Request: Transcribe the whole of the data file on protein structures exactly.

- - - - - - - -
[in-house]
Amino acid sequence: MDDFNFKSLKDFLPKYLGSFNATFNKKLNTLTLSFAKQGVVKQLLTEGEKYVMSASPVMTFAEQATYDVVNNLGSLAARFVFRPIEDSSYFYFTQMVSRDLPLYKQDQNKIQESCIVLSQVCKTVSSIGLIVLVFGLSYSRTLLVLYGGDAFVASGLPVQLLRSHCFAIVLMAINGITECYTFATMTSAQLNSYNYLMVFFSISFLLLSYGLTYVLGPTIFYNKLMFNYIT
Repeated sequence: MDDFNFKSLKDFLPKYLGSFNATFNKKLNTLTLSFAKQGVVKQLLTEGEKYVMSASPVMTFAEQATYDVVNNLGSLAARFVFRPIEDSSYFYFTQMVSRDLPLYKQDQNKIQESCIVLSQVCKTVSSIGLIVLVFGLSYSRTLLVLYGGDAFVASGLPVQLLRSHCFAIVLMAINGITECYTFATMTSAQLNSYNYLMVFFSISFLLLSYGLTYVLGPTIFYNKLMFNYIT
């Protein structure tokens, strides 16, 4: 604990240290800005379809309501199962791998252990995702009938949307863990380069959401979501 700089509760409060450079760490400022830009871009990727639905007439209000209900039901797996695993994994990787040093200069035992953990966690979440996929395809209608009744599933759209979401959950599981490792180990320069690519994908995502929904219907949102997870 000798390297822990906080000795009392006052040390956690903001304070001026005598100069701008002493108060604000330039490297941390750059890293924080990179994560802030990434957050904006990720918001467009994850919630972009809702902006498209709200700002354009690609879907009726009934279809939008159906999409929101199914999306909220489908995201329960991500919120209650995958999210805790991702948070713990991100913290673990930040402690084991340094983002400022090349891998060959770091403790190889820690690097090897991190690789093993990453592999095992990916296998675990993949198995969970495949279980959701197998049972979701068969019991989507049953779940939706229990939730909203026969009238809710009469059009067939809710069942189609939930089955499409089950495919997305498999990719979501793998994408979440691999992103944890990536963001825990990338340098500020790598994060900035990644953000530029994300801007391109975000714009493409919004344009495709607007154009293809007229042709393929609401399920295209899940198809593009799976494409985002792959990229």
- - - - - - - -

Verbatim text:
[in-house]
Amino acid sequence: MDDFNFKSLKDFLPKYLGSFNATFNKKLNTLTLSFAKQGVVKQLLTEGEKYVMSASPVMTFAEQATYDVVNNLGSLAARFVFRPIEDSSYFYFTQMVSRDLPLYKQDQNKIQESCIVLSQVCKTVSSIGLIVLVFGLSYSRTLLVLYGGDAFVASGLPVQLLRSHCFAIVLMAINGITECYTFATMTSAQLNSYNYLMVFFSISFLLLSYGLTYVLGPTIFYNKLMFNYIT
Repeated sequence: MDDFNFKSLKDFLPKYLGSFNATFNKKLNTLTLSFAKQGVVKQLLTEGEKYVMSASPVMTFAEQATYDVVNNLGSLAARFVFRPIEDSSYFYFTQMVSRDLPLYKQDQNKIQESCIVLSQVCKTVSSIGLIVLVFGLSYSRTLLVLYGGDAFVASGLPVQLLRSHCFAIVLMAINGITECYTFATMTSAQLNSYNYLMVFFSISFLLLSYGLTYVLGPTIFYNKLMFNYIT
């Protein structure tokens, strides 16, 4: 604990240290800005379809309501199962791998252990995702009938949307863990380069959401979501 700089509760409060450079760490400022830009871009990727639905007439209000209900039901797996695993994994990787040093200069035992953990966690979440996929395809209608009744599933759209979401959950599981490792180990320069690519994908995502929904219907949102997870 000798390297822990906080000795009392006052040390956690903001304070001026005598100069701008002493108060604000330039490297941390750059890293924080990179994560802030990434957050904006990720918001467009994850919630972009809702902006498209709200700002354009690609879907009726009934279809939008159906999409929101199914999306909220489908995201329960991500919120209650995958999210805790991702948070713990991100913290673990930040402690084991340094983002400022090349891998060959770091403790190889820690690097090897991190690789093993990453592999095992990916296998675990993949198995969970495949279980959701197998049972979701068969019991989507049953779940939706229990939730909203026969009238809710009469059009067939809710069942189609939930089955499409089950495919997305498999990719979501793998994408979440691999992103944890990536963001825990990338340098500020790598994060900035990644953000530029994300801007391109975000714009493409919004344009495709607007154009293809007229042709393929609401399920295209899940198809593009799976494409985002792959990229």